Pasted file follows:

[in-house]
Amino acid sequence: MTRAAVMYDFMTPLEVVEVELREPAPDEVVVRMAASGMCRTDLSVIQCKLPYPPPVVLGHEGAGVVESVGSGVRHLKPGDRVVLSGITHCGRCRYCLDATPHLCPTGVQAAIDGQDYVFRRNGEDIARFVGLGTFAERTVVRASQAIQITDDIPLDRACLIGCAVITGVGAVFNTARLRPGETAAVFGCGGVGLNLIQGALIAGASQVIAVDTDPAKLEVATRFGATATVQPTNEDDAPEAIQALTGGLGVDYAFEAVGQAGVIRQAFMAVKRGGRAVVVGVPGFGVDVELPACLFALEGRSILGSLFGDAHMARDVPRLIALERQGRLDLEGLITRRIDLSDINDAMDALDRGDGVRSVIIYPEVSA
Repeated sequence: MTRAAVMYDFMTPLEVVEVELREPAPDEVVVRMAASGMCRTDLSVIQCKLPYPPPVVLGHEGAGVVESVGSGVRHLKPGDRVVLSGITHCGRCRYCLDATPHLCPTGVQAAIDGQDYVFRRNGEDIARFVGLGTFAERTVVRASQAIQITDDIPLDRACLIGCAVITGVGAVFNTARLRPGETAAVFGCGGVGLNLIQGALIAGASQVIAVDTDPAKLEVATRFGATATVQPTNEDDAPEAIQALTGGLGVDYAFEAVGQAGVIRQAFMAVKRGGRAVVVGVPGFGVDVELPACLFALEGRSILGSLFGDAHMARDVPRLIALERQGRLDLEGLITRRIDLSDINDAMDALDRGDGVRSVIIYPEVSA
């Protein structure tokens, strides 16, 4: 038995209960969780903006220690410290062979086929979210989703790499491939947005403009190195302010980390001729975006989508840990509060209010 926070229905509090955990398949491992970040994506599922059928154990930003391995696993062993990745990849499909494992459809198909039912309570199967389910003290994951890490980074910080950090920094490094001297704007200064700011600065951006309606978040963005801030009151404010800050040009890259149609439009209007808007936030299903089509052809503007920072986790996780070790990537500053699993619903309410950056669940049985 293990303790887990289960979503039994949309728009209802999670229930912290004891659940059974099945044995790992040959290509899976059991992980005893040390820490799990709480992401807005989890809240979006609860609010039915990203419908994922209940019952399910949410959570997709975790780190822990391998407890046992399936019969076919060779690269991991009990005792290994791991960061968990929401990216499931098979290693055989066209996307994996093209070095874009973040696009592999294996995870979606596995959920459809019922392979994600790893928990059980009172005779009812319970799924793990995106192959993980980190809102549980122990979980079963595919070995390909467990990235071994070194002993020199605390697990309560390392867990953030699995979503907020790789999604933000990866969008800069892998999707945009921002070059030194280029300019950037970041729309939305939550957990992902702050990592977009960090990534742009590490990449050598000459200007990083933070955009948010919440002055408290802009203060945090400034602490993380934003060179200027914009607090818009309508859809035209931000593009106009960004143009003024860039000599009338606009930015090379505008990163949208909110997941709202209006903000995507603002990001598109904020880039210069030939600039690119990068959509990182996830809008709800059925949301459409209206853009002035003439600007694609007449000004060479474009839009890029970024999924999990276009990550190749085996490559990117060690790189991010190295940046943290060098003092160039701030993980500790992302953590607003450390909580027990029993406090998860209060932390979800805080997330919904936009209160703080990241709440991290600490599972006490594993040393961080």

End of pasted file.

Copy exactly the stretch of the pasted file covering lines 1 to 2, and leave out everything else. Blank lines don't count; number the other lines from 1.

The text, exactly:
[in-house]
Amino acid sequence: MTRAAVMYDFMTPLEVVEVELREPAPDEVVVRMAASGMCRTDLSVIQCKLPYPPPVVLGHEGAGVVESVGSGVRHLKPGDRVVLSGITHCGRCRYCLDATPHLCPTGVQAAIDGQDYVFRRNGEDIARFVGLGTFAERTVVRASQAIQITDDIPLDRACLIGCAVITGVGAVFNTARLRPGETAAVFGCGGVGLNLIQGALIAGASQVIAVDTDPAKLEVATRFGATATVQPTNEDDAPEAIQALTGGLGVDYAFEAVGQAGVIRQAFMAVKRGGRAVVVGVPGFGVDVELPACLFALEGRSILGSLFGDAHMARDVPRLIALERQGRLDLEGLITRRIDLSDINDAMDALDRGDGVRSVIIYPEVSA